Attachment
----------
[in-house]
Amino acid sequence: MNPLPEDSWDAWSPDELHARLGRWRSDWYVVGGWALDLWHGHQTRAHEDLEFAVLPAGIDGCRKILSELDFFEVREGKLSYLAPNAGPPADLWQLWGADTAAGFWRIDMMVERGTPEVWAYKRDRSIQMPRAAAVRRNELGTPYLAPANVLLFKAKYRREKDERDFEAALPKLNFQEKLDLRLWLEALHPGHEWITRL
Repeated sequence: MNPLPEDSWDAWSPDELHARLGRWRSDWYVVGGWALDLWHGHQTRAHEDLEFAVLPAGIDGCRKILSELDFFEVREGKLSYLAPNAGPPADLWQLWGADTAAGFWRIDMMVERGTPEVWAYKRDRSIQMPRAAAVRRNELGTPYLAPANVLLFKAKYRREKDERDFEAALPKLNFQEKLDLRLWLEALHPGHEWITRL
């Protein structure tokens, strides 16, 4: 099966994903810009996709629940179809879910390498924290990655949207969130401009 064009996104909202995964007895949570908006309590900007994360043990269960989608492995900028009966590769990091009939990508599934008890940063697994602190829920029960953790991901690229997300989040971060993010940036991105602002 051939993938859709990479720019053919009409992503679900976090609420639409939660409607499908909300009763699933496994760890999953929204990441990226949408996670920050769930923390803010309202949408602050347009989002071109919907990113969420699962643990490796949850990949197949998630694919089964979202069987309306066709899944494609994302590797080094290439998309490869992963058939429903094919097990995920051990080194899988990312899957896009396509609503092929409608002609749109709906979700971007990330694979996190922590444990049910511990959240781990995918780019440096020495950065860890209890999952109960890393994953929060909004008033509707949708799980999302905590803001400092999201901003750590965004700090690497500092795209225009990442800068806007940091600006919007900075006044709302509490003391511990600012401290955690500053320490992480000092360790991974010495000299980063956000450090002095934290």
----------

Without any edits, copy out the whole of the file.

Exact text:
[in-house]
Amino acid sequence: MNPLPEDSWDAWSPDELHARLGRWRSDWYVVGGWALDLWHGHQTRAHEDLEFAVLPAGIDGCRKILSELDFFEVREGKLSYLAPNAGPPADLWQLWGADTAAGFWRIDMMVERGTPEVWAYKRDRSIQMPRAAAVRRNELGTPYLAPANVLLFKAKYRREKDERDFEAALPKLNFQEKLDLRLWLEALHPGHEWITRL
Repeated sequence: MNPLPEDSWDAWSPDELHARLGRWRSDWYVVGGWALDLWHGHQTRAHEDLEFAVLPAGIDGCRKILSELDFFEVREGKLSYLAPNAGPPADLWQLWGADTAAGFWRIDMMVERGTPEVWAYKRDRSIQMPRAAAVRRNELGTPYLAPANVLLFKAKYRREKDERDFEAALPKLNFQEKLDLRLWLEALHPGHEWITRL
């Protein structure tokens, strides 16, 4: 099966994903810009996709629940179809879910390498924290990655949207969130401009 064009996104909202995964007895949570908006309590900007994360043990269960989608492995900028009966590769990091009939990508599934008890940063697994602190829920029960953790991901690229997300989040971060993010940036991105602002 051939993938859709990479720019053919009409992503679900976090609420639409939660409607499908909300009763699933496994760890999953929204990441990226949408996670920050769930923390803010309202949408602050347009989002071109919907990113969420699962643990490796949850990949197949998630694919089964979202069987309306066709899944494609994302590797080094290439998309490869992963058939429903094919097990995920051990080194899988990312899957896009396509609503092929409608002609749109709906979700971007990330694979996190922590444990049910511990959240781990995918780019440096020495950065860890209890999952109960890393994953929060909004008033509707949708799980999302905590803001400092999201901003750590965004700090690497500092795209225009990442800068806007940091600006919007900075006044709302509490003391511990600012401290955690500053320490992480000092360790991974010495000299980063956000450090002095934290």